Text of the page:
Okay, so Malt-O-Meal (you know, that cereal that no one eats, but that's been around for years) has never changed its packaging. But the company that makes it says it's always been sustainable because the cereal comes in big bags, so that's green, right? Follow?
Well, the Malt-O-Meal people have been touting the benefits of buying its big-bag product on some Web site, while giving sh*t to companies that sell cereal in boxes, according to this article.
But just how "green" is this practice (or doing of the same thing in the same way) really?
To quote from the article:
At the top-most level, yes, putting cereal in just bags compared to bags and boxes has benefits: Not sourcing material from trees, and not using energy and fuel to produce and transport boxes.
But again: Is that green? And is Malt-O-Meal green as a result of this practice?
The answer, as near as I can tell, is a qualified "no." Or "I don't know." Because green or not, Malt-O-Meal is an example of a company that is adding to the already overwhelming cacophony of green stories, by touting the environmental benefits of their products and packaging, without having made a single change.
Semantics is just one of the issues I take with Malt-O-Meal's campaign. They company says it's "saved" 156 million pounds of paperboard and 1.1 billion BTUs of energy since 2001 by using just bags. To be more accurate, they avoided that packaging and energy: If they didn't switch away from boxes, they didn't save anything.
Well, okay. Are you finding fault with Malt-O-Meal for not wasting resources to begin with? I don't know ...
And those energy figures highlight another problem with Malt-O-Meal's announcement: a lack of specificity.
Nowhere does Malt-O-Meal say how much energy or fuel it uses and how many emissions it puts out from the production or shipping of its packaging, making it hard to discern the actual difference between their packaging and paperboard boxes. Then again, we don't know of any other cereal company that's put out such specific figures, but we also haven't seen other cereals make such bold claims about their packaging being better than others'.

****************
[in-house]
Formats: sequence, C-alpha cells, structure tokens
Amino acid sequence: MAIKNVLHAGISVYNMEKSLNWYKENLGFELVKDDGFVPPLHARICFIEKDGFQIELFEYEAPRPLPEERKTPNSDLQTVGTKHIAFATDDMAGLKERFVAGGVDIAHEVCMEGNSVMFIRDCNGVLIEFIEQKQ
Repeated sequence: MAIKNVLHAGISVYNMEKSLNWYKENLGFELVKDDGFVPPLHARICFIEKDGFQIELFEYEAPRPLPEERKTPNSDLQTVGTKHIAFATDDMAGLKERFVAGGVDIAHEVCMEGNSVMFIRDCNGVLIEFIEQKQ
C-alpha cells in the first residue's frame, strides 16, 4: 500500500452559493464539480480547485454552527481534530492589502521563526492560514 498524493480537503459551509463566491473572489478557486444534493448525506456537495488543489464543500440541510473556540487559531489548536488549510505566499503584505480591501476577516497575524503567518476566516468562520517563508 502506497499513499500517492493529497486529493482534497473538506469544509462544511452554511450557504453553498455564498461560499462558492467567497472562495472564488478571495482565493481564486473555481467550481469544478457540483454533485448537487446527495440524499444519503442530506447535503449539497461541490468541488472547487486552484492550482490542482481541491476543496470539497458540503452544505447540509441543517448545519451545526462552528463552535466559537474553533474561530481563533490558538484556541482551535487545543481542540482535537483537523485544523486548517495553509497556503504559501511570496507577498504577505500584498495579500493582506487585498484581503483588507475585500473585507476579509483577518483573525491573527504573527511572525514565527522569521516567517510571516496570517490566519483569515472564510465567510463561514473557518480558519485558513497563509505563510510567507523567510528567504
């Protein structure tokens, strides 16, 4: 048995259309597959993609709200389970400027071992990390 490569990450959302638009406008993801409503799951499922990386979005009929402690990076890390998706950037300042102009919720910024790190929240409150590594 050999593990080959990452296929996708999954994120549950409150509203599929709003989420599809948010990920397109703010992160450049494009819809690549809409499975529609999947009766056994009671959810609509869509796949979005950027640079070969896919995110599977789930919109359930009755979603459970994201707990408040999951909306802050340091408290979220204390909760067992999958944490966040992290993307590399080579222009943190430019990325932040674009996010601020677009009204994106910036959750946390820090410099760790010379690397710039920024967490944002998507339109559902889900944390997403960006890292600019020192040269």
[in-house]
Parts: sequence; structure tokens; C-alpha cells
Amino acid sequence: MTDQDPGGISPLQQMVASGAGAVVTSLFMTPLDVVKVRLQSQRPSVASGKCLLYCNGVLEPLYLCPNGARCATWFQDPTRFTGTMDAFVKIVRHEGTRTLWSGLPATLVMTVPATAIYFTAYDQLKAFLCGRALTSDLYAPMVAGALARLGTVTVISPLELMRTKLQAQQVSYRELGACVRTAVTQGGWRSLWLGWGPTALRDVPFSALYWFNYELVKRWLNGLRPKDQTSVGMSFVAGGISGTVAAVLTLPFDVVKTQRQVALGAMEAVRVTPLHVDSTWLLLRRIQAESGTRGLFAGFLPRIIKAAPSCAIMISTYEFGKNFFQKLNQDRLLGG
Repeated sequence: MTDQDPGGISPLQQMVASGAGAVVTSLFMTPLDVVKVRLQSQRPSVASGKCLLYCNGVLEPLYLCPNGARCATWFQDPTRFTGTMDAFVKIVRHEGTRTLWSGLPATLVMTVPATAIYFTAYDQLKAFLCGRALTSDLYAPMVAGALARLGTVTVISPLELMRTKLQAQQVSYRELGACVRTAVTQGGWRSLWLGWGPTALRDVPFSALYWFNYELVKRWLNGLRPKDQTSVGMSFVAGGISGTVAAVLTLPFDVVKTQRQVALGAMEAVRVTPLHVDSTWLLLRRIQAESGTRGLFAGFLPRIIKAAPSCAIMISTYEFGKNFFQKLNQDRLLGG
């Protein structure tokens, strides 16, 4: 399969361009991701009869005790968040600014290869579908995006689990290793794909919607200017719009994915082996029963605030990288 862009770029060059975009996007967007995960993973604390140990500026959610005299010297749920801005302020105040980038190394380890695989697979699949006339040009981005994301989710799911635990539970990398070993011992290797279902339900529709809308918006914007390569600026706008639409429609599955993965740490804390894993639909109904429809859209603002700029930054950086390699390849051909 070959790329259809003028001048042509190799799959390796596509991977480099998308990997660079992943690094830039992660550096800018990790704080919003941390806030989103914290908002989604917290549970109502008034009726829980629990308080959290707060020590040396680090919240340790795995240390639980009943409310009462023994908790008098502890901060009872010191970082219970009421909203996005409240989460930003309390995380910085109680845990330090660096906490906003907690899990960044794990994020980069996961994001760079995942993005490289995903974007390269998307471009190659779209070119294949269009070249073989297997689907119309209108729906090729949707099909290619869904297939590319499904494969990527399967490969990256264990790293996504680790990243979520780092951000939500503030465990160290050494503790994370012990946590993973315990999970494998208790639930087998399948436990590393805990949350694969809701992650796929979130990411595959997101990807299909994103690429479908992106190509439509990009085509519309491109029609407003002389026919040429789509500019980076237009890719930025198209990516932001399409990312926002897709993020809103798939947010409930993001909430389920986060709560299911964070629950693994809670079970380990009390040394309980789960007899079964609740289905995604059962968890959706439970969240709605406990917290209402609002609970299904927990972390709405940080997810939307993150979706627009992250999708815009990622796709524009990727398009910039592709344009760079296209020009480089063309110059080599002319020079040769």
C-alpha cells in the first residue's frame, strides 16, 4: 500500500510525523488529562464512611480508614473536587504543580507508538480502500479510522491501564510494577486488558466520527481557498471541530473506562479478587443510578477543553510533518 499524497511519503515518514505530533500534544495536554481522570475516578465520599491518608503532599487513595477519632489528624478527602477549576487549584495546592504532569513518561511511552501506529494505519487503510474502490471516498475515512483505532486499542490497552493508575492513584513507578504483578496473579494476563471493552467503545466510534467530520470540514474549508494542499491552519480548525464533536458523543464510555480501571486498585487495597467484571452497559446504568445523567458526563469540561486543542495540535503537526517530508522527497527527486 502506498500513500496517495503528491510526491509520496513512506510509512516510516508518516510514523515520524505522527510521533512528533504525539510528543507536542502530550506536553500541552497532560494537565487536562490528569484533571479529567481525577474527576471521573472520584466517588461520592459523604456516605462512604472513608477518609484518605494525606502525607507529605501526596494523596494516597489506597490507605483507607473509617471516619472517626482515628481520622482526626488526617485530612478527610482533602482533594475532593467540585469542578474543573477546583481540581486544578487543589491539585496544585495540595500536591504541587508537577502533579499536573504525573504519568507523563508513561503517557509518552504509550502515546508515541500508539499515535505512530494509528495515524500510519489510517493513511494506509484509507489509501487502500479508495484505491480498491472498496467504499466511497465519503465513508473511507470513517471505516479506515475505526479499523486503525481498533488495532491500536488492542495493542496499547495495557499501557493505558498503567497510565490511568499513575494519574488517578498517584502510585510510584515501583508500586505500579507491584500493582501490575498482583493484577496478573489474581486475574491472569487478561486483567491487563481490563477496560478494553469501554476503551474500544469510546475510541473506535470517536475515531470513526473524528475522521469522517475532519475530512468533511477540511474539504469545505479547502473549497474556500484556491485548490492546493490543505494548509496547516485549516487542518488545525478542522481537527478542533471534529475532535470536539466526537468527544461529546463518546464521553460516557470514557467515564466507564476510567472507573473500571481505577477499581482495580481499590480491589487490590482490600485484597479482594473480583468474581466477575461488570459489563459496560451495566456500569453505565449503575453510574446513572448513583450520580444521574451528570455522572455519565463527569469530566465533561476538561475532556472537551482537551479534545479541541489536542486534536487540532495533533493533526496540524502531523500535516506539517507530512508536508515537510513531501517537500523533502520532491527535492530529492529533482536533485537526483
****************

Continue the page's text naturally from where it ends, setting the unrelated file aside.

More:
Um ... okay, so no other cereal company has specific figures either. Basically, Malt-O-Meal is basing its argument on the large size of its bags. Period. I think we've got that sussed.
One thing Malt-O-Meal also doesn't say is that its bags use more plastic than cereal in boxes, since the bags are thicker and also have a resealable enclosure. That means more petroleum-based plastic. Now, I don't think that extra plastic would be enough to rival the impacts of paperboard boxes, but it's worth noting.
Make of that what you will.
The fact is, Malt-O-Meal has never used boxes. They are a discount brand. Boxes would increase their costs. So it seems disingenuous to twist that into a green act without more accurate facts and figures.
Interestingly, Malt-O-Meal does have a line of cereal called Mom's Best Naturals that comes in boxes. It appears, then, that they're saying their conventional, sugar- and corn syrup-fueled cereal is greener than its slightly more natural brand.
And that leads to yet another quibble I take with Malt-O-Meal's Bag the Box campaign (as well as with other companies who pat themselves a bit too hard on their backs for packaging changes when their ingredients leave something to be desired): Green is about more than what's on the box or bag: What's inside counts just as much. And making cereals from conventional, pesticide- and oil-intensive corn, wheat, sugar and partially hydrogenated oils hardly counts as green or sustainable. But more important than what Malt-O-Meal puts in its bags is what it's sharing with potential customers, and the media. Until they publish more details about their environmental impacts, and set some goals around improving them, this is just a bag half-empty.
I think I'll stick with English muffins. Thank you.
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